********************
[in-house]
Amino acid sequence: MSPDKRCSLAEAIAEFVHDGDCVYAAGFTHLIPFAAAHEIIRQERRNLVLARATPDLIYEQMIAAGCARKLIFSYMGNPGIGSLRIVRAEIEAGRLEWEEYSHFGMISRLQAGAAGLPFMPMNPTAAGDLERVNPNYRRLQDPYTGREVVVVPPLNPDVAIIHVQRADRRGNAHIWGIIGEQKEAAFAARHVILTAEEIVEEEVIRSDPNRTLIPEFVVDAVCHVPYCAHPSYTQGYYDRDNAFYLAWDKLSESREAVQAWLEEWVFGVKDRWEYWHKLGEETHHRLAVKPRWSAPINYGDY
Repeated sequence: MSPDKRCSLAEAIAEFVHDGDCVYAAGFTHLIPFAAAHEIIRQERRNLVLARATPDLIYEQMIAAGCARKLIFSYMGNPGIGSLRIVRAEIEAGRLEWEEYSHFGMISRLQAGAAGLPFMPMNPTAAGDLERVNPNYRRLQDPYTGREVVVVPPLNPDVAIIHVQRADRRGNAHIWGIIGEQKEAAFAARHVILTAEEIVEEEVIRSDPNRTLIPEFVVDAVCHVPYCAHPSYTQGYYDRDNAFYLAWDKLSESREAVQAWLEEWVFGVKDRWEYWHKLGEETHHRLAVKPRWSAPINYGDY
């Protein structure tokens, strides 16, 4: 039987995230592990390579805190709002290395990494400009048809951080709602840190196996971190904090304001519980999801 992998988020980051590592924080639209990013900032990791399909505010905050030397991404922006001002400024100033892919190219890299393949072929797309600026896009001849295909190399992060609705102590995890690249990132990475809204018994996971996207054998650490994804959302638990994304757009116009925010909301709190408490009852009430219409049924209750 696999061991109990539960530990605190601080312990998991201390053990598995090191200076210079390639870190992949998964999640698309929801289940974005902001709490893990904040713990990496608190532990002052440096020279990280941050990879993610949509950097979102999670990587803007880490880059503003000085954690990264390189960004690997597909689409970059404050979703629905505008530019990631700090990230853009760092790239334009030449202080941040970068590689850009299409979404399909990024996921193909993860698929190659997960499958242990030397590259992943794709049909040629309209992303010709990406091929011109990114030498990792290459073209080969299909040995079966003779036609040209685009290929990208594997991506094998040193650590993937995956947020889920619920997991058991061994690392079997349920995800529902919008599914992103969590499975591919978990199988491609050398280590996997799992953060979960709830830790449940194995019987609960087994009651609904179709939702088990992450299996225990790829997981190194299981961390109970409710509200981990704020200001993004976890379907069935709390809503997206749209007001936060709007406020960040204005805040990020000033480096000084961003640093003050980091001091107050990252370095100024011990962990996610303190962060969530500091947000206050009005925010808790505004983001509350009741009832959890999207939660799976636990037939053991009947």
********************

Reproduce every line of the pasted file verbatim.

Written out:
[in-house]
Amino acid sequence: MSPDKRCSLAEAIAEFVHDGDCVYAAGFTHLIPFAAAHEIIRQERRNLVLARATPDLIYEQMIAAGCARKLIFSYMGNPGIGSLRIVRAEIEAGRLEWEEYSHFGMISRLQAGAAGLPFMPMNPTAAGDLERVNPNYRRLQDPYTGREVVVVPPLNPDVAIIHVQRADRRGNAHIWGIIGEQKEAAFAARHVILTAEEIVEEEVIRSDPNRTLIPEFVVDAVCHVPYCAHPSYTQGYYDRDNAFYLAWDKLSESREAVQAWLEEWVFGVKDRWEYWHKLGEETHHRLAVKPRWSAPINYGDY
Repeated sequence: MSPDKRCSLAEAIAEFVHDGDCVYAAGFTHLIPFAAAHEIIRQERRNLVLARATPDLIYEQMIAAGCARKLIFSYMGNPGIGSLRIVRAEIEAGRLEWEEYSHFGMISRLQAGAAGLPFMPMNPTAAGDLERVNPNYRRLQDPYTGREVVVVPPLNPDVAIIHVQRADRRGNAHIWGIIGEQKEAAFAARHVILTAEEIVEEEVIRSDPNRTLIPEFVVDAVCHVPYCAHPSYTQGYYDRDNAFYLAWDKLSESREAVQAWLEEWVFGVKDRWEYWHKLGEETHHRLAVKPRWSAPINYGDY
């Protein structure tokens, strides 16, 4: 039987995230592990390579805190709002290395990494400009048809951080709602840190196996971190904090304001519980999801 992998988020980051590592924080639209990013900032990791399909505010905050030397991404922006001002400024100033892919190219890299393949072929797309600026896009001849295909190399992060609705102590995890690249990132990475809204018994996971996207054998650490994804959302638990994304757009116009925010909301709190408490009852009430219409049924209750 696999061991109990539960530990605190601080312990998991201390053990598995090191200076210079390639870190992949998964999640698309929801289940974005902001709490893990904040713990990496608190532990002052440096020279990280941050990879993610949509950097979102999670990587803007880490880059503003000085954690990264390189960004690997597909689409970059404050979703629905505008530019990631700090990230853009760092790239334009030449202080941040970068590689850009299409979404399909990024996921193909993860698929190659997960499958242990030397590259992943794709049909040629309209992303010709990406091929011109990114030498990792290459073209080969299909040995079966003779036609040209685009290929990208594997991506094998040193650590993937995956947020889920619920997991058991061994690392079997349920995800529902919008599914992103969590499975591919978990199988491609050398280590996997799992953060979960709830830790449940194995019987609960087994009651609904179709939702088990992450299996225990790829997981190194299981961390109970409710509200981990704020200001993004976890379907069935709390809503997206749209007001936060709007406020960040204005805040990020000033480096000084961003640093003050980091001091107050990252370095100024011990962990996610303190962060969530500091947000206050009005925010808790505004983001509350009741009832959890999207939660799976636990037939053991009947």